One month in the fall, Rudy’s daughter Teresa and her husband attended the BridgingApps training together with Rudy and Andrea to see what her parents were up to. They shared a device, asked questions and practiced the various tasks. Throughout this process, Rudy began to relax and said “the whole experience has made me more aware of what my capabilities are. When I experienced the features of iBooks that allows the words to be read aloud to me, sped up or slowed down and highlighted as I go along, that was amazing to me! It really helped a lot, and if I don’t understand something or lose my place, with the touch of the screen I can hear it again and again.  I feel more confident.”

Fast forward to our monthly training in January 2016, where Rudy proudly whips out an iPhone 6 Plus and places it on the table next to his notebook ready to learn. Andrea giggles and puts her brand new device on the table. After class when I asked when they bought their devices, they answered “In December, Teresa said ‘enough’ and bought them for us!”  I asked how Rudy felt about having a smartphone and what he has been doing with it, he positively glows. “I love it. I read the news, I check the weather, I look at maps, and I FaceTime with my grandson who lives in Brownsville.”

Feb 2016 BA blog picAndrea chimes in “The other day I heard piano music, and there he was playing the piano using Garage Band.” Rudy laughs and adds “I love music and majored in it in school, so I discovered this app. It is fantastic.”

Next steps for Rudy and Andrea? “We love the classes and will continue to come. We are grateful for all that we have learned.”

Having watched this journey unfold and observing Rudy’s initial excitement, fear, hesitation, followed by determination and courage, it has been a privilege to get to know Rudy and his family. Andrea mentions that BridgingApps and this technology has opened up new horizons for Rudy that have surprised and delighted her.

“I really can learn again,” says Rudy with tears in his eyes.

Cristen Reat, BridgingApps Founder, Easter Seals Greater Houston

For more information on our BridgingApps program, click here.
To hear more about Rudy’s amazing story, click here.

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Richard’s Success Story

richardMeet Richard, an energetic and determined little seven-year-old boy whose favorite person in the world is his eleven-year-old sister Camille. Every morning, without fail, Richard bolts across the upstairs landing at our home to crawl into Camille’s bed and wake her up with slobbery kisses and tight, tight hugs. As his parents, we would say that any day spent with “the Big Boy” is one filled with affection, enthusiasm, and discovery. He has changed the lives and the character of every member of our family and continues to shape the ways they interact with the world each and every day.

Richard deals with significant cognitive delays related to Down syndrome, autism spectrum disorder, and epilepsy. In addition, he battles physical limitations related to celiac disease, asthma, and a thyroid deficiency. Through it all, though, Richard maintains an incredibly enthusiastic approach to life and transfers that enthusiasm to everyone with whom he comes into contact.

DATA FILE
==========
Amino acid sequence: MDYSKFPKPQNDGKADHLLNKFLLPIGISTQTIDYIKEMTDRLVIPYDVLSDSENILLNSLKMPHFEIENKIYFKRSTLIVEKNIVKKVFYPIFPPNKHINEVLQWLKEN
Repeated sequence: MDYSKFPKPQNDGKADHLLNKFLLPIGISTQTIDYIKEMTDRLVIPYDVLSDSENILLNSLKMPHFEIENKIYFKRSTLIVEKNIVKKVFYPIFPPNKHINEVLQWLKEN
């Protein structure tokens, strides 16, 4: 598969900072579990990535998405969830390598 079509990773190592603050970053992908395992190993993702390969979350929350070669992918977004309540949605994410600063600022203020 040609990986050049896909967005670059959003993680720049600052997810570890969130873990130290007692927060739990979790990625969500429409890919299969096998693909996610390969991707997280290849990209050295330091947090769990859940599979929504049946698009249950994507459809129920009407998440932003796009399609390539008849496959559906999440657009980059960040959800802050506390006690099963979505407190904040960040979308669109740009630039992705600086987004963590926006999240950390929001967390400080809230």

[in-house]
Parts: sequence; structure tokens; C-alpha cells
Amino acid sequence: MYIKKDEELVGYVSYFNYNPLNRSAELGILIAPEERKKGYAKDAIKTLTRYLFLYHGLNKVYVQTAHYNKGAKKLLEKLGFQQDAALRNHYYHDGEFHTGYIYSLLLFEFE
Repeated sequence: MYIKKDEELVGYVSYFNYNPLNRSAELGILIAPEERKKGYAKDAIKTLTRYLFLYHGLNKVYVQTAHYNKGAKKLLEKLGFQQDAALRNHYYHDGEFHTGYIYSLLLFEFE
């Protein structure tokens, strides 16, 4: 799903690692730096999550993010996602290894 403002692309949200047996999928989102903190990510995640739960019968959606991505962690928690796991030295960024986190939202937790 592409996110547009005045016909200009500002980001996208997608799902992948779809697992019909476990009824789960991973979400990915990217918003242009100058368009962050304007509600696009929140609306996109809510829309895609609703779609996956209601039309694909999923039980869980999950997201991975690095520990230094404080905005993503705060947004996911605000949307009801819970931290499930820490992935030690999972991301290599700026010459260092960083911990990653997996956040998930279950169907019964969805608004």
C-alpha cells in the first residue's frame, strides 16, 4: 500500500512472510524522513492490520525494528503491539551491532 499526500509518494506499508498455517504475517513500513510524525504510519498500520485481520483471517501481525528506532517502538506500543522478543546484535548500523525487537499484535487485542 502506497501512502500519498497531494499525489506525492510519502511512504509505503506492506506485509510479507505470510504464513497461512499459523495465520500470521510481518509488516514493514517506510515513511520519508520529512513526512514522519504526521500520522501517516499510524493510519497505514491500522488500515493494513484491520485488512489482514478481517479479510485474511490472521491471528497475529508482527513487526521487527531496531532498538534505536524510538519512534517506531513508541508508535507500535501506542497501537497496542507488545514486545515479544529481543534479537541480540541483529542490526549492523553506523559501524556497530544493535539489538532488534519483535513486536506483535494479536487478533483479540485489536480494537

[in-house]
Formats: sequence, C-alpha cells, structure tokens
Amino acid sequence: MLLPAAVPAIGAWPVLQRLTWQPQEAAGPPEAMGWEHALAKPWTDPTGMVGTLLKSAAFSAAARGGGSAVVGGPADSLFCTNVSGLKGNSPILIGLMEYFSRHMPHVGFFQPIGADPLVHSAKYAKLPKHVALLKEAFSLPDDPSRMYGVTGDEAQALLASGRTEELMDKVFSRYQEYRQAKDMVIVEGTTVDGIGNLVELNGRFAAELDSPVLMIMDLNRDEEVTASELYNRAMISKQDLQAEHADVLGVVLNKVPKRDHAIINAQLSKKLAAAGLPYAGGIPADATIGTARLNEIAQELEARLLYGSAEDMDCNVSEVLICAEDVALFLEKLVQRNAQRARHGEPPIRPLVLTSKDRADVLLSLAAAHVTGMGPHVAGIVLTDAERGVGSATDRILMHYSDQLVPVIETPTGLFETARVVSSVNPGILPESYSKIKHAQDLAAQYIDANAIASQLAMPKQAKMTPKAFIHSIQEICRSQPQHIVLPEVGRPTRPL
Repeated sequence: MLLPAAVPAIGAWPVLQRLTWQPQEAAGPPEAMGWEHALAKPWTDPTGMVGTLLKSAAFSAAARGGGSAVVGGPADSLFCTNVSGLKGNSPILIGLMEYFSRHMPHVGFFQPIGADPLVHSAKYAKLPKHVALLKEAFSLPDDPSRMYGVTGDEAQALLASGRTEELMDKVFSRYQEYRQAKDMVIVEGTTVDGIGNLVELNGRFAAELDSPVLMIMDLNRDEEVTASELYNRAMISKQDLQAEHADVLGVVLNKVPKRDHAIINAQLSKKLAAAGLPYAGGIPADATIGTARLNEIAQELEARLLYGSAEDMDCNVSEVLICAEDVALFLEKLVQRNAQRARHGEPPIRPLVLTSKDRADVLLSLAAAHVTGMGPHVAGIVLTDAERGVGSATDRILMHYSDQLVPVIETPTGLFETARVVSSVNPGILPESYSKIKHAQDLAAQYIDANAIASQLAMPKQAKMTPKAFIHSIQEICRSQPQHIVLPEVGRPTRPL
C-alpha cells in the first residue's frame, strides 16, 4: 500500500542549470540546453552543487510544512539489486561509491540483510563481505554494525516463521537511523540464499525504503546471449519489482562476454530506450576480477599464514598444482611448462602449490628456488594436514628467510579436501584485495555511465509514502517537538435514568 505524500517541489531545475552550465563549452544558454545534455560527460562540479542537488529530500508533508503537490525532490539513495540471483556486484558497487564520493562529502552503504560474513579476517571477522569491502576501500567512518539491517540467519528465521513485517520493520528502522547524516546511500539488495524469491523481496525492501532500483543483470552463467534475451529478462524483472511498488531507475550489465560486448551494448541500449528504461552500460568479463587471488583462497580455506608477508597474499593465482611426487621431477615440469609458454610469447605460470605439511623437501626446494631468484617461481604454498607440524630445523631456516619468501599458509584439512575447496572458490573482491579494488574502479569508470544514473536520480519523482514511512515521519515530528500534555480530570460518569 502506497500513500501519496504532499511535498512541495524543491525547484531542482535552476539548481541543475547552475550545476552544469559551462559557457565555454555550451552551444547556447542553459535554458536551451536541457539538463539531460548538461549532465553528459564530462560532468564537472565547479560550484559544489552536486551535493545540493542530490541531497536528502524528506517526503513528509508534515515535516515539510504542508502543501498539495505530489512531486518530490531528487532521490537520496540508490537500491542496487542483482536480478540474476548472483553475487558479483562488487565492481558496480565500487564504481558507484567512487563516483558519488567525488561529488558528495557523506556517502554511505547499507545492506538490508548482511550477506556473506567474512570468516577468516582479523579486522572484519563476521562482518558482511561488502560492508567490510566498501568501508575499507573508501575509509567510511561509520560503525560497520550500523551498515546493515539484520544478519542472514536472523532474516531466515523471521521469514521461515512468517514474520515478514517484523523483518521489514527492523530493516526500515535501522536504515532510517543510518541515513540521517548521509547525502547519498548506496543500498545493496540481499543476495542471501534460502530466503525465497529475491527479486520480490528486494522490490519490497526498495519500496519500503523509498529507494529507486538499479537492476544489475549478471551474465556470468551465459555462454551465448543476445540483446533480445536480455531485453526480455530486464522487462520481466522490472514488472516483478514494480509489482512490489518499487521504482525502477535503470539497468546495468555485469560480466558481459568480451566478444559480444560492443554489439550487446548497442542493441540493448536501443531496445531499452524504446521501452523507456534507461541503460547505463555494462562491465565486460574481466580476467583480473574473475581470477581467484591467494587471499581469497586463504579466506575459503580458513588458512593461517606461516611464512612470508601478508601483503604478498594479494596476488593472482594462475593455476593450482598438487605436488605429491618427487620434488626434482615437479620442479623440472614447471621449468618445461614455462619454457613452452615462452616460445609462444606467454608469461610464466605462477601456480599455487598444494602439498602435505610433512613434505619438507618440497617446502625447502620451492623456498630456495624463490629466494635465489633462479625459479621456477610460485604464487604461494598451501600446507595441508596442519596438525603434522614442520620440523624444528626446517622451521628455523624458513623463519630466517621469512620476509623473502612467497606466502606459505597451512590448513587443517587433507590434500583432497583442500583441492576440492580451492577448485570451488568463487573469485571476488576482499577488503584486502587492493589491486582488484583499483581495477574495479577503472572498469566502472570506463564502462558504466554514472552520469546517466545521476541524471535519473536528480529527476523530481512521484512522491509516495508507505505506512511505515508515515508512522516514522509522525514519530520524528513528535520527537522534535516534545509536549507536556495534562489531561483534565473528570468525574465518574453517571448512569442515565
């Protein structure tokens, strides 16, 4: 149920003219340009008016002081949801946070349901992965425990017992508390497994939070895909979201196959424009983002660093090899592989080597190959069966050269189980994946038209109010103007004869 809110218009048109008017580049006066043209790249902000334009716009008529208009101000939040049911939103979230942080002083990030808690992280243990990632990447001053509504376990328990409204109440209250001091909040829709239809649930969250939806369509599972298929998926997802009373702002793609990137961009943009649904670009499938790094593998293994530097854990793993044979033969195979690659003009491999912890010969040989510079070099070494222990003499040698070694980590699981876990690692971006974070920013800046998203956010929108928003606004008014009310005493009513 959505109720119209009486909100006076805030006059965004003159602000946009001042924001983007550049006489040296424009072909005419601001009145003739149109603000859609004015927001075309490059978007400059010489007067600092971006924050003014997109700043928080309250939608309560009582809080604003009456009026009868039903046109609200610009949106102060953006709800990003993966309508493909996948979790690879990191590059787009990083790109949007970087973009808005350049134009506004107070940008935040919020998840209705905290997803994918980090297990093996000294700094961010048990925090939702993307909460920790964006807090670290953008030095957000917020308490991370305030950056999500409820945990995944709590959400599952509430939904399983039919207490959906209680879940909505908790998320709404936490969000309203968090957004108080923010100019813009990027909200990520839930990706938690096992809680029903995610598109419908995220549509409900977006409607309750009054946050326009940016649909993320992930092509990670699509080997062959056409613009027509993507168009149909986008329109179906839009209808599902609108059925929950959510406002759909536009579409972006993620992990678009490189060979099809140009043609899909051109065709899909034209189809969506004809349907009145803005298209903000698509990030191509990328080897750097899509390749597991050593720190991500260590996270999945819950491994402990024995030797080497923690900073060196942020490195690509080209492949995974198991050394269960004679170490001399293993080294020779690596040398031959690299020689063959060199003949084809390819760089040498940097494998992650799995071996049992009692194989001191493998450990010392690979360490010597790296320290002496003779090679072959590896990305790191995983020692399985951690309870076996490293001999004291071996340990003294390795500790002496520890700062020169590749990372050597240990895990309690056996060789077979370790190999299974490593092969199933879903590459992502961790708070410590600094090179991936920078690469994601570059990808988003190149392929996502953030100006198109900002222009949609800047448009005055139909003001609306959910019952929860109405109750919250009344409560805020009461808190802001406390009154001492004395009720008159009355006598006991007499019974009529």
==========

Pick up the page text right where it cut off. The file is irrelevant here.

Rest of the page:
Richard has been using an iPad to communicate wants and needs for about three years thanks to Easter Seals Greater Houston‘s BridgingApps. He started with a full-sized iPad and now uses an iPad Mini. Richard’s ability to communicate using his iPad has changed his life immeasurably. No longer are his day-to-day needs trapped inside his own head. He can actively tell family members or caregivers what he would like to do, what he wants to eat, and even with whom he would like to do these activities. Most of the time, the person he asks for is his Mommy. The sense of autonomy that the iPad affords Richard is dramatic. His frustration level when it comes to articulating his thoughts has diminished significantly, and the resulting joy that is at the core of his personality takes center stage with more regularity.

We could not be the parents we want to be for Richard without his iPad and without the autonomy and independence it affords him. We no longer have to wonder what our little boy wants or needs. He is able to tell us, and he does so emphatically. As he has become more adept at using the iPad, Richard’s sense of humor (which was hidden for his first five years) has also begun to emerge. Turns out, he is a mischievous little rascal, which only endears him to us more.

Once Richard showed an inclination toward using the iPad, we decided to change speech therapists and began to see Betsy Furler at BridgingApps exclusively. She has been an invaluable resource to us and to Richard as she continually challenges him (and us) to lean into the device and its possibilities. Over the course of the time that we have worked with Betsy and BridgingApps, Richard’s acuity with the iPad has increased tenfold, and his abilities to express himself in more and more complex ways have allowed his personality to emerge and his quality of life to improve.

Cristen Reat, Easter Seals Greater Houston, BridgingApps Founder

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Timing is Everything, by Reji Mathew, Ph.D., Writer

The outpouring of emotion for the recent passing of tech genius, Steve Jobs, is validation of how much the magic of digital devices has become a central part of our daily lives.  Phones and tablets are lifestyle managers, offering apps that help with organization, planning for dinner or checking one’s budget. Jobs will be remembered as a central inspiration for the digital age, but how people continue to make creative use of digital technologies is the post-Jobs story.

SNApps 4 Kids is a cutting edge web community of parents and professionals who seek to share information on ways to use educational/therapy apps on the latest technology devices—iPad, iPhone, iPod, Android and others—to support the developmental learning goals for children of all abilities.